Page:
Boron quantitative analysis and imaging analysis in plants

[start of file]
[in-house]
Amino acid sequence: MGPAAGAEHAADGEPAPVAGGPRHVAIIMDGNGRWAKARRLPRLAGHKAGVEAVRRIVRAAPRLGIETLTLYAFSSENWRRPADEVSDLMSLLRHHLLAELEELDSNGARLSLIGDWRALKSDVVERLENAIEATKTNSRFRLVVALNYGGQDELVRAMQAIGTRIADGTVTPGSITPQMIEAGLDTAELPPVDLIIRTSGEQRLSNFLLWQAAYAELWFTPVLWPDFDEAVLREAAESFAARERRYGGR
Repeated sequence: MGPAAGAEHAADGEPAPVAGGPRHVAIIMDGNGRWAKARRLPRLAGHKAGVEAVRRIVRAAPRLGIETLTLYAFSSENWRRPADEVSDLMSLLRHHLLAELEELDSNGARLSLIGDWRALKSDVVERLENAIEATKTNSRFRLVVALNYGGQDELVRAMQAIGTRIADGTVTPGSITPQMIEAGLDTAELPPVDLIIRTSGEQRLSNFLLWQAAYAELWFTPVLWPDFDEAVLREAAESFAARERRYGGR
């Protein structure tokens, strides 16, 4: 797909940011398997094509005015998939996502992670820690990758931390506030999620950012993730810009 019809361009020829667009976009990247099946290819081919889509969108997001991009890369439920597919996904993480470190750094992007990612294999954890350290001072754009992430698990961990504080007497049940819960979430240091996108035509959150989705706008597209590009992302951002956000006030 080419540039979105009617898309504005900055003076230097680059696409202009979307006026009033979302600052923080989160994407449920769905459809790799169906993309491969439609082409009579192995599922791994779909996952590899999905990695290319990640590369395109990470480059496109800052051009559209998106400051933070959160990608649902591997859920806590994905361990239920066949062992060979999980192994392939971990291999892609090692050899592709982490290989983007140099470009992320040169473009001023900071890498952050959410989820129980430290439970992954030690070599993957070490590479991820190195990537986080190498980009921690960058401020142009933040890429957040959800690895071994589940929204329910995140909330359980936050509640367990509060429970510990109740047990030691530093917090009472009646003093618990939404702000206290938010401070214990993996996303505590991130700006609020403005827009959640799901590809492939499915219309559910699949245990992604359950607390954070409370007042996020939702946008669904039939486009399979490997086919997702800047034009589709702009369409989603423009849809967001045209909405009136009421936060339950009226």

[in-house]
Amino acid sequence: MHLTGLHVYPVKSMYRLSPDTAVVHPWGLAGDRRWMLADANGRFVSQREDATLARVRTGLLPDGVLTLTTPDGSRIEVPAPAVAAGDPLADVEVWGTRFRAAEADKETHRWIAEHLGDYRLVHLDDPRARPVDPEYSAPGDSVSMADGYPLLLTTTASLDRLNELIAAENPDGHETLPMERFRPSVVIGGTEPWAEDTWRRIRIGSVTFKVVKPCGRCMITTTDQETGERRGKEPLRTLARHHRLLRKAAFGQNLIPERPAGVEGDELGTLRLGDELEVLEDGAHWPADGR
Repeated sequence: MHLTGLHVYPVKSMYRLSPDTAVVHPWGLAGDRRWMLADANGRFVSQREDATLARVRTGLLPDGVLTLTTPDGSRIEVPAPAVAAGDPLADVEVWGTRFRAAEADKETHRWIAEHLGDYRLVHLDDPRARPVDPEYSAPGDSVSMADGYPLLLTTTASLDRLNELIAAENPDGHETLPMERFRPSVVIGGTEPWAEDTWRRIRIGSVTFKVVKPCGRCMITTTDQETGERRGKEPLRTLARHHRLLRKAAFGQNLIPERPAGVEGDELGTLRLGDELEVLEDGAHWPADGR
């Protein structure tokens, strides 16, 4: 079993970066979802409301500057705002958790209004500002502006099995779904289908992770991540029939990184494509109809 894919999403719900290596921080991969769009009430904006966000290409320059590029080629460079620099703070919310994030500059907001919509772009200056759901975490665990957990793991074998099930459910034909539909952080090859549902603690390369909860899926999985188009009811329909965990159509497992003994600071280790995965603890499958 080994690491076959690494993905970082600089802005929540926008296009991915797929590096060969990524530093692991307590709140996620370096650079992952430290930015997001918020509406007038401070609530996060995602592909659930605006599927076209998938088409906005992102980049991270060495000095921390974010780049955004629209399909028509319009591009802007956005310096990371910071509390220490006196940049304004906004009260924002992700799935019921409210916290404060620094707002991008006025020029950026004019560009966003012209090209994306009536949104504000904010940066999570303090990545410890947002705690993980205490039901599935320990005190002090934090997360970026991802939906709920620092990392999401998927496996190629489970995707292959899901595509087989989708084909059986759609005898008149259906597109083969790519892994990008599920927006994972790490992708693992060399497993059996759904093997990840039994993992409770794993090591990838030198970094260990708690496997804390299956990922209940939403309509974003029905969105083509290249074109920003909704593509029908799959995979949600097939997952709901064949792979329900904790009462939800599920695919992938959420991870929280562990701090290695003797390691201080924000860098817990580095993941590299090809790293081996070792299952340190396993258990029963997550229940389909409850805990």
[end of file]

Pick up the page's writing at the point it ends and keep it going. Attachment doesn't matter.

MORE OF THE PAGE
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Boron is a very important nutrient element in plants, and thus it plays a key role in the world's food supply. Both boron deficiency and boron toxicity will cause plants to decrease their crop yield or even cause plants to die. To understand boron's role in plants, it is indispensable to investigate boron quantitatively and to study boron distribution so that we can know the amount of boron in each area of plants and the extent boron is transported in plants under various conditions. Some analytical methods have already been used to quantify boron in plants, such as UV-vis spectroscopy with the Azomethine-H method and Inductively Coupled Plasma Mass Spectrometry (ICP-MS). Also recently, some techniques are being developed by investigators to investigate boron distribution in plants such as Laser Ablation ICP-MS (LA-ICP-MS) and Quantitative Neutron Capture Radiography (QNCR). The hypothesis of this dissertation is whether LA-ICPMS and QNCR can provide accurate and precise information on boron distribution analysis in plants. This information can be used to play a central role in analyzing boron distribution and to provide a better understanding of boron's role in plants. This dissertation has confirmed UV-vis spectroscopy with the Azomethine-H method and ICP-MS can analyze [B] in plants accurately and precisely as the destructive techniques. Their advantages and disadvantages are also discussed based on the experimental procedures and results. The dissertation also demonstrates that QNCR can be used to study boron imaging analysis in plants.
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